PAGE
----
Bear trainers to take to sartorial, soap tasks
With their traditional profession of bear dancing declared illegal, a new future awaits bear trainers: tailoring and soap manufacture.india Updated: Mar 20, 2006 15:22 IST
With their traditional profession of bear dancing declared illegal on pressure from animal rights groups, a new future awaits bear trainers: tailoring and soap manufacture.
Twenty-two 'kalandars' in Madhya Pradesh, as they are known, will be trained in the two jobs, according to the Wildlife Trust of India (WTI), an animal welfare group.
Bear dancing - in which mountain bears are muzzled and trained to sway and gyrate on hind legs to popular tunes - was declared illegal in 1998 and made a punishable offence under Indian laws.
The WTI approached the Centre for Entrepreneurship Development in Madhya Pradesh to train the 22 from Kotra Sultanabad area in different skills.
Said Nidhi Aggarwal, the WTI programme officer: "After their training is completed, the centre will provide assistance in marketing and financial support for setting up livelihood projects."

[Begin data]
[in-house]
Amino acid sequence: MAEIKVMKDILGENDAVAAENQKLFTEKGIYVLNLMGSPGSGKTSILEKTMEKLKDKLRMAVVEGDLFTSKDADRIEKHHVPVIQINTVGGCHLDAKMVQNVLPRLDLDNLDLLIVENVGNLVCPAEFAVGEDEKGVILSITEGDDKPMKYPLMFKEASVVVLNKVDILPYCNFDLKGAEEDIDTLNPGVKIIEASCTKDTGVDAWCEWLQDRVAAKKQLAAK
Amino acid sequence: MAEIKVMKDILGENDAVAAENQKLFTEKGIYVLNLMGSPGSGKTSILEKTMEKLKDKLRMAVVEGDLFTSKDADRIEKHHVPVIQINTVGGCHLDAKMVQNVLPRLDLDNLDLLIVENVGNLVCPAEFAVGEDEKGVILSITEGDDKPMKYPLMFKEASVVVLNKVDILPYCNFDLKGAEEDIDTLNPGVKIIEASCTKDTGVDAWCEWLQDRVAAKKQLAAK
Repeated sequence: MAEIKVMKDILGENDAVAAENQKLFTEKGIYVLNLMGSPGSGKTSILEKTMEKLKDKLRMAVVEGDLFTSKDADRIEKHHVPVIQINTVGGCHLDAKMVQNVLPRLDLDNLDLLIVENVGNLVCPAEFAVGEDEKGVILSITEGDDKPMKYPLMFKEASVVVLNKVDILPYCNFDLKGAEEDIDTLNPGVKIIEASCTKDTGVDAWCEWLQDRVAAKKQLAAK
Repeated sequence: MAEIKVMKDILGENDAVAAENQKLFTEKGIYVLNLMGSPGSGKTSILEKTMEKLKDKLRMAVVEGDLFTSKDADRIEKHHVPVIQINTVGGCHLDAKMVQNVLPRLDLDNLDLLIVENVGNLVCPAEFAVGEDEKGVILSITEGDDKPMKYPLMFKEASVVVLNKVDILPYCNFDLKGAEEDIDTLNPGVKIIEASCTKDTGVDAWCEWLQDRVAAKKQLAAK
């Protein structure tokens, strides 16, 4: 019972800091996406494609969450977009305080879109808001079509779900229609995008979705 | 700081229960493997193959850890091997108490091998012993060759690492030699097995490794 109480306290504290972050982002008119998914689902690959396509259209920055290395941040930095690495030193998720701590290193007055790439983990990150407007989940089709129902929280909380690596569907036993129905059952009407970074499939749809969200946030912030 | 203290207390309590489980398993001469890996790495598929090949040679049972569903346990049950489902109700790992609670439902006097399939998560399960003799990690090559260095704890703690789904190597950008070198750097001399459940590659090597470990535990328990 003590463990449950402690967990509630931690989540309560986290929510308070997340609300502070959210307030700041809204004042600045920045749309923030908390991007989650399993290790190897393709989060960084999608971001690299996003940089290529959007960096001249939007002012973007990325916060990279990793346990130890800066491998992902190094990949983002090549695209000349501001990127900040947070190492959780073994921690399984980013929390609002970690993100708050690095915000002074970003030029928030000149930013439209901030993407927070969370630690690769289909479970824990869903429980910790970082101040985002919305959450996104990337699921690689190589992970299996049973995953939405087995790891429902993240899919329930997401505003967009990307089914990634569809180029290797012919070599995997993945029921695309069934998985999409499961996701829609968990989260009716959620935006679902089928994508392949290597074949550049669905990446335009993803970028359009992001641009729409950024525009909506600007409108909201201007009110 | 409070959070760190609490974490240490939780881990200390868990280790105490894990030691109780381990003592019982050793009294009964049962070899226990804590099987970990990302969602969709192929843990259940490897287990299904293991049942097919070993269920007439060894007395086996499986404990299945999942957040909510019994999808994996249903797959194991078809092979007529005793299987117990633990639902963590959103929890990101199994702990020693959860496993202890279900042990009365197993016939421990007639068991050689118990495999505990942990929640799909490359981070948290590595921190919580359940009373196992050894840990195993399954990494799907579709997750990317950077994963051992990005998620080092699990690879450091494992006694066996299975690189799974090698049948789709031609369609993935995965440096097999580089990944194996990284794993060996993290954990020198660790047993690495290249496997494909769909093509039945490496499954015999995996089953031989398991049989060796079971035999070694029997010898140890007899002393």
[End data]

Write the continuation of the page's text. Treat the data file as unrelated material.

According to Parthasarthy Changdar, an assistant field officer of WTI, the kalandars have agreed to be trained in making detergent powder and in tailoring.
WTI is conducting a nationwide survey to identify settlements for similar intervention. The survey is on in Jharkhand, Bihar, Rajasthan, Karnataka, West Bengal, Orissa and Madhya Pradesh.
"The kalandar settlements identified in Bihar and Jharkhand will be targeted in the next phase," said Aggarwal.
WTI has been campaigning against bear captivity across the country. The project aims at creating awareness among tourists not to encourage bear dancing.
Kalandars claim they have been in the profession since Mughal rule and were royal entertainers. Once the kingdoms ended, the kalandars became dependent on streets shows for a living till animal rights groups stepped in.